KOREANS. Koreans in Texas are one prime facet of the recent but fast-growing immigration from East Asia. Except for wives of American servicemen who had fought in the Korean war (1950–53) or been stationed in South Korea afterwards, few Koreans lived in Texas until the late 1960s. As late as 1970 the census recorded only 2,090 Koreans in the state. Twenty years later the Korean population had increased fifteen-fold to 31,775. In 1990 Koreans ranked fifth in population among Asians and Pacific Islanders, behind the Vietnamese, Chinese, Asian Indians, and Filipinos, but ahead of the Japanese. As with the other Asians, this extraordinary increase in the number of Koreans was due largely to the 1965 liberalization of United States immigration laws, which previously had denied entry to all but a few Asians. Many of these post-1965 immigrants originally came to the United States and to Texas in search of economic opportunities; others came later to join relatives who were already here. Almost half of the Koreans in Texas in 1990 were evenly divided between Dallas (7,290) and Harris (6,571) counties; other counties with a sizable Korean population were Bell, Bexar, Travis, Tarrant, and El Paso. The Koreans in Texas, as elsewhere in the United States, are largely made up of three groups: wives of American servicemen previously stationed in Korea, small business entrepreneurs, and professional people. Because of the ongoing presence of many American troops in South Korea, war brides have continued to arrive in large numbers, accompanying their husbands as they were transferred home. They are scattered across the state, particularly among various military bases such as Fort Hood in Bell County and others in Bexar and El Paso counties. Because of the preponderance of the war brides, the Koreans in Texas-as in the U.S. as a whole-are, unlike the Vietnamese, Chinese, and Asian Indians, a predominantly female population. In 1990, among the Koreans, women outnumbered men three to two.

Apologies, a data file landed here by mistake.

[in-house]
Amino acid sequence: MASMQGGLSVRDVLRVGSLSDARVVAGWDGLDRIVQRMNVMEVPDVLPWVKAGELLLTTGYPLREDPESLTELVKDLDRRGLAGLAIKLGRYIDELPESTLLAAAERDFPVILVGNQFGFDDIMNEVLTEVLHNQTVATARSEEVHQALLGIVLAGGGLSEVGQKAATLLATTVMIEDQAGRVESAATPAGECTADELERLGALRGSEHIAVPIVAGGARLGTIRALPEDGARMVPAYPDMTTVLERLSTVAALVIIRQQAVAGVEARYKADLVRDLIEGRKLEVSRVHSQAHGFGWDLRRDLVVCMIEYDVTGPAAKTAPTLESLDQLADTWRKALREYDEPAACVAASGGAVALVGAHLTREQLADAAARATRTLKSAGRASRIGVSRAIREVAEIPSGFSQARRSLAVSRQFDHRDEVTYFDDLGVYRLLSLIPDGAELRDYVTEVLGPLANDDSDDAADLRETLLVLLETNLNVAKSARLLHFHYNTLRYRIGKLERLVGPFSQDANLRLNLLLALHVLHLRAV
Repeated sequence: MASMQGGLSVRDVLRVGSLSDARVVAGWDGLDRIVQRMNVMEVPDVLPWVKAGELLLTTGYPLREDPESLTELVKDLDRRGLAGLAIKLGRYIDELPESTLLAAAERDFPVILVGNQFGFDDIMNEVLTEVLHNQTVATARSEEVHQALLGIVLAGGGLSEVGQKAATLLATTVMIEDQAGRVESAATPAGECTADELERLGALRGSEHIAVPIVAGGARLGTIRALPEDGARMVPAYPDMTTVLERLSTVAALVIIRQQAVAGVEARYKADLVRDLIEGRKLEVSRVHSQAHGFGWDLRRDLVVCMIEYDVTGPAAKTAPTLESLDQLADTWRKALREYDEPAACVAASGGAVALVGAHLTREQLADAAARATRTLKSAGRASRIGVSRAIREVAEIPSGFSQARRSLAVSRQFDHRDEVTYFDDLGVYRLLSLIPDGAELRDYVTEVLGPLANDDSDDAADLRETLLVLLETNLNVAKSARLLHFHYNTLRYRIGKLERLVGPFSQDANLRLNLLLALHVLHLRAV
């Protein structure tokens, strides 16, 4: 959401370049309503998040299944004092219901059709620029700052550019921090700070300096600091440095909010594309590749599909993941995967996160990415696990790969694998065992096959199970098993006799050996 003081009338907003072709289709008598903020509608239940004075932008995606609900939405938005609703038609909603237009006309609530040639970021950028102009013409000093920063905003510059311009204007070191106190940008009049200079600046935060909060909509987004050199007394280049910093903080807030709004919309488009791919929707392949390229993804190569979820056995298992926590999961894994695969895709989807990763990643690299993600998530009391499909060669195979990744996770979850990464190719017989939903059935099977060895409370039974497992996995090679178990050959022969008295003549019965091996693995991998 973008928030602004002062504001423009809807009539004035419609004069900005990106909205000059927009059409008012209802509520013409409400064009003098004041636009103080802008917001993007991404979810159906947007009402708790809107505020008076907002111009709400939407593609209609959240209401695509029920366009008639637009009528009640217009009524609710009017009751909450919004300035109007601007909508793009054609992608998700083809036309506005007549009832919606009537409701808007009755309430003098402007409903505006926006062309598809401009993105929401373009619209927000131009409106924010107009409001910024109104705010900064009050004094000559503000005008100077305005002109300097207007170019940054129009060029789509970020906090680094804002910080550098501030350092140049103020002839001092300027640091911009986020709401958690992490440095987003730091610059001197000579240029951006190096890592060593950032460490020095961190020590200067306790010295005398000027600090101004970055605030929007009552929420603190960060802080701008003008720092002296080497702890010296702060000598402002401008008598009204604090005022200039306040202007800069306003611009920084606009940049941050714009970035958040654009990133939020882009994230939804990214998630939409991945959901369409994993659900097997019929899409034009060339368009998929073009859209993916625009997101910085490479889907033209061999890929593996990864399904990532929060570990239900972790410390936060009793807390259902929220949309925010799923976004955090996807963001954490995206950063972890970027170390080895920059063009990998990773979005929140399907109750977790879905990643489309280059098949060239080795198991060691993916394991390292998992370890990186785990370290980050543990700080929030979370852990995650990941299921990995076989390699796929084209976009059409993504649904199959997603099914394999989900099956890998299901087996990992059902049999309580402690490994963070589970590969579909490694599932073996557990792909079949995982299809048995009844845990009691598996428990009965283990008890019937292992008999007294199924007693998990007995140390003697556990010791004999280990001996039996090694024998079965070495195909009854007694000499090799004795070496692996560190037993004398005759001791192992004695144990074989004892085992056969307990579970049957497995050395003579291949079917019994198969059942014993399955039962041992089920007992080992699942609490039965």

Entrepreneurs make up a second large category of Koreans in Texas. Their operations are generally small in scale and thus do not need much in the way of startup capital, and they are run almost entirely by family members who work long hours and pool their resources. Such "mom-and-pop" businesses include gas stations, convenience stores, liquor stores, and fast-food restaurants, most of which require only a limited knowledge of English when communicating with customers. Korean entrepreneurs also operate ethnic businesses like groceries and restaurants that sell Oriental produce and serve a mixture of Korean, Chinese, and Japanese cuisine. These businesses prominently feature signs written in Hangul, the distinctive phonetic writing system of Korea. There is some clustering of Korean businesses, such as in the Spring Branch area of Houston. But because they cater mostly to the general public, they are not so concentrated anywhere in Texas as to form "Koreatowns."
Many of the professional Koreans came originally as students and then remained after their graduation. For example, Sung Kwak, who was born in Seoul, arrived in the United States in the mid-1960s, graduated from a music school in New York, and was appointed the conductor of the Austin Symphony Orchestra in 1982. A number of Korean professionals are college teachers. Wendy Lee, a Ph.D. in economics from Northwestern University, came in 1970 to teach at Texas A&M University, where she married her colleague, Phil Gramm. When her husband was elected in 1978 to the United States House and later to the Senate, Wendy Lee Gramm joined him in Washington, where she worked as an economist; from 1988 to 1993 she chaired the Commodity Futures Trading Commission.
The three main groups of Koreans in Texas generally have little to do with each other. The war brides, in particular, tend to be dispersed and isolated; moreover, they often differ in education and socioeconomic origins from the entrepreneurs and the professionals. But even though because of the restrictive requirements of the immigration laws the latter two groups are generally well educated and come from the upper middle class of Korean society, their occupational lifestyle in the United States lead them in separate directions. Nevertheless, the two principal centers of Korean social activity are the Christian church and the Korean Association. Unlike other East Asians except Filipinos, the vast majority of Koreans arrive in the United States already as Christians, especially Protestants. In Texas cities with a large Korean population, a number of different denominations offer services in Korean as well as English; in Austin in the early 1990s, for example, there were eight Korean churches, seven Protestant and one Catholic. Typically, as in Austin, the largest of the Korean churches in each city is the Presbyterian church. There is generally only one Korean Association in each city. It sponsors community-wide celebrations, assists new arrivals, and speaks for the local Korean community in its dealings with the outside world.
Jong Suck Ahn, Korean Immigrants in the U.S.: Historical Analysis of their Assimilation and Settlement (M.A. thesis, University of Texas at Austin, 1992). Houston Chronicle, March 21, 1993. Won Moo Hurh and Kwang Chung Kim, Korean Immigrants in America: A Structural Analysis of Ethnic Confinement and Adhesive Adaptation (Rutherford, New Jersey: Fairleigh Dickinson University, 1984). Stephan Thernstrom, ed., Harvard Encyclopedia of American Ethnic Groups (Cambridge, Massachusetts: Belknap Press of Harvard University, 1980).